MS Students' Guide for Academics
Tips for teachers on how to aid students suffering from Multiple Sclerosis
Each individual who suffers from MS will be different. For this reason it is important to be aware of gaps in your own knowledge and be understanding in your attitude towards students.
Common misconceptions about Multiple Sclerosis
It may be very frustrating for students who feel that others have a lack of understanding about their condition.
Though common for a variety of reasons, not all sufferers of MS will be noticeably physically disabled, or permanently disabled. Sometimes every day symptoms may go unnoticed and unconsidered such as poor coordination and balance. Furthermore though a student may be in remission this neither means that they are or are not still experiencing symptoms.
Fatigue and concentration particularly in working environments can be a major issue for those in remission or not, and this may commonly be cast aside as ‘laziness’. It is important to understand that this is why a sufferer may appear tiered and to take this into consideration.
Practical tips for enhancing learning experience
- If you become aware that a student suffers from Multiple Sclerosis, it is important to ask them about their limitations and any problems they may experience day to day. To avoid making the student uncomfortable, it is best to talk to them in private either after class or at a pre-arranged a time. Many students may feel uncomfortable in describing their situation without being prompted to first, and will appreciate you taking an interest in their condition and their learning. This will make the students feel a bit more confident about sharing their experience.
- Ask what and if there are particular things that you may do as a teacher to aid in their experience, it will also be a personal opinion depending on particular symptoms. For example, if the student has poor hearing they may like to rely more on facts in writing or eye contact in order to understand what is conveyed. Depending on physical abilities, it may also help to understand what works best for them in terms of recording information (typing, writing, audio recording etc.). Discuss with the student the assessments and requirements of the particular subject. Ask if they feel that any of the requirements might be an issue for them (for example handing in an assignment by the due date because of fatigue, or making a presentation with a severe body tremor or stutter as a result of increased anxiety levels). Try and discuss what both you and the student can do to aid in this situation.
- A very important aspect is making the learning environment a comfortable place. This can be achieved by making sure things are accessible with furniture arranged logically. For instance, if a student was in a wheel chair or with a walking aid, clear the room from the doorway so they are able to get through and find a place without problem. This will save the student feeling embarrassed or awkward. A lot of people may feel uncomfortable asking for help, so in preventing instances where assistance may be required will relieve stress.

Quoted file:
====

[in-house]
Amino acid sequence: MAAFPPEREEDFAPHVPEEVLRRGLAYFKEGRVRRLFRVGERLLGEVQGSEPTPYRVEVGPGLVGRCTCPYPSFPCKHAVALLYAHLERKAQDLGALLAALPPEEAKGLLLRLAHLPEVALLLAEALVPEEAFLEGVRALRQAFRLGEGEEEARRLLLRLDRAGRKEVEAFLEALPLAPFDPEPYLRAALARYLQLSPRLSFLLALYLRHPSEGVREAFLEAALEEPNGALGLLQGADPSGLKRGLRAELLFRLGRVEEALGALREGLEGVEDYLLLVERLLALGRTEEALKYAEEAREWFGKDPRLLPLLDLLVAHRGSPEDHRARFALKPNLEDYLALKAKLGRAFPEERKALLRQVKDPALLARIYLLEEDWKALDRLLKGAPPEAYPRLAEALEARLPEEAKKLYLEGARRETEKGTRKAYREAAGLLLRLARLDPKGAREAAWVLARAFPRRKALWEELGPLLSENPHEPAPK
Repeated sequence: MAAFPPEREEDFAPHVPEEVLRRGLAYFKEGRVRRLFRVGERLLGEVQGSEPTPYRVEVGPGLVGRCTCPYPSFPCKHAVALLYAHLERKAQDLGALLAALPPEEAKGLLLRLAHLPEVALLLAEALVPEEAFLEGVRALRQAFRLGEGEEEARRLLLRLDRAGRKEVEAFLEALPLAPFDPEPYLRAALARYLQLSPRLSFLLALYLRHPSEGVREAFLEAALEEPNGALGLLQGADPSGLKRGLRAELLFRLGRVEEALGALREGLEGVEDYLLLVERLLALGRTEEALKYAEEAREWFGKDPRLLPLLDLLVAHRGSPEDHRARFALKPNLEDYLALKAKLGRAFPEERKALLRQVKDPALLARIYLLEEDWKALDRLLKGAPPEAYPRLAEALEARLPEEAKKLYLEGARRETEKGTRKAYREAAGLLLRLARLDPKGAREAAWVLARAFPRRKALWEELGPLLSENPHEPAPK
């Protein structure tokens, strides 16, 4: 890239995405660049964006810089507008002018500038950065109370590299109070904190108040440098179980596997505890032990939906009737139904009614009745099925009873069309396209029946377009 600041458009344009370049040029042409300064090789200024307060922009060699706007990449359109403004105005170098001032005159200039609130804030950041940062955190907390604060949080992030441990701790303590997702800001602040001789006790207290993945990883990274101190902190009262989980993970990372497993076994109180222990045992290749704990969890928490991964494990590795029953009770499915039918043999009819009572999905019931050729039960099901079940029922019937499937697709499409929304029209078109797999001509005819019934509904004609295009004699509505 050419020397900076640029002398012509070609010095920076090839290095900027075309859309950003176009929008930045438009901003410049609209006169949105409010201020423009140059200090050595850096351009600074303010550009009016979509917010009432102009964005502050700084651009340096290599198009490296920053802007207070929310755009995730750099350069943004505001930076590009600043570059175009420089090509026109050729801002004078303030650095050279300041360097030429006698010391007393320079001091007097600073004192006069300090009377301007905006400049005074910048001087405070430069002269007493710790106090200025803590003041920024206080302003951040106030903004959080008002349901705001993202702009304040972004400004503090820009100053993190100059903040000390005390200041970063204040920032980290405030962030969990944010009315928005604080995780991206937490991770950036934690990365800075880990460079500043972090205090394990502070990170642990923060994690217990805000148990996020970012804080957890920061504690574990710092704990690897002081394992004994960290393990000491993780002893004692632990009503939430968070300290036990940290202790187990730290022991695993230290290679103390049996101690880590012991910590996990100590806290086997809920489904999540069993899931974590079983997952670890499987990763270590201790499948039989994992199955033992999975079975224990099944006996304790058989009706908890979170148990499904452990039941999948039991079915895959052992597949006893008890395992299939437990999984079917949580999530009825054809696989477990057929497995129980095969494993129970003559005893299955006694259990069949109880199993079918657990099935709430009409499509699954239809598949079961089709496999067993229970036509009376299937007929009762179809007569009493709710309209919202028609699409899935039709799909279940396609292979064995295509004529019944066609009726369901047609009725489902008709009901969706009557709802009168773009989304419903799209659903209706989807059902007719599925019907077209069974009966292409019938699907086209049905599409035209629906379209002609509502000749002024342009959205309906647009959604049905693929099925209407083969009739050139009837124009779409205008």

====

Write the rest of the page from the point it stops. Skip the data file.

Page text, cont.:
Each person suffering from MS suffers from individual symptoms.
What is Multiple Sclerosis and what causes it?
As explained by the National MS society, multiple sclerosis (or MS) is a chronic, often disabling disease that attacks the central nervous system (CNS), which is made up of the brain, spinal cord, and optic nerves. It is considered to be an autoimmune disorder as the body’s own defence system attacks myelin, the fatty substance that surrounds and protects the nerve fibres in the central nervous system. The nerve fibres themselves can also be damaged. The damaged myelin forms scar tissue (sclerosis), which gives the disease its name. When any part of the myelin sheath or nerve fibre is damaged or destroyed, nerve impulses travelling to and from the brain and spinal cord are distorted or interrupted, producing the variety of symptoms that can occur.
There is currently no known cure for MS, but there are a variety of treatments available for both the treatment of relapses (points during the disease in which a particular symptom lasts for over 24 hours) and the management of MS. All treatments have possible side effects (see common side effects)
Possible treatments of relapses (or exacerbations) include:
- Steroids (most common): The most common treatment regimen is a 3-5 day course of intravenous Solu-Medrol (methylprednisolone). High-dose oral Deltasone (prednisone) may also be used. Corticosteroids are not believed to have any long-term benefit on the disease.
- Intravenous immunoglobulin (IVIG): IVIG is a blood product which contains the pooled polyvalent, IgG (immunoglobulin (antibody) G) extracted from the plasma of over one thousand blood donors. IVIG's effects last between 2 weeks and 3 months. It is common for the use of autoimmune diseases.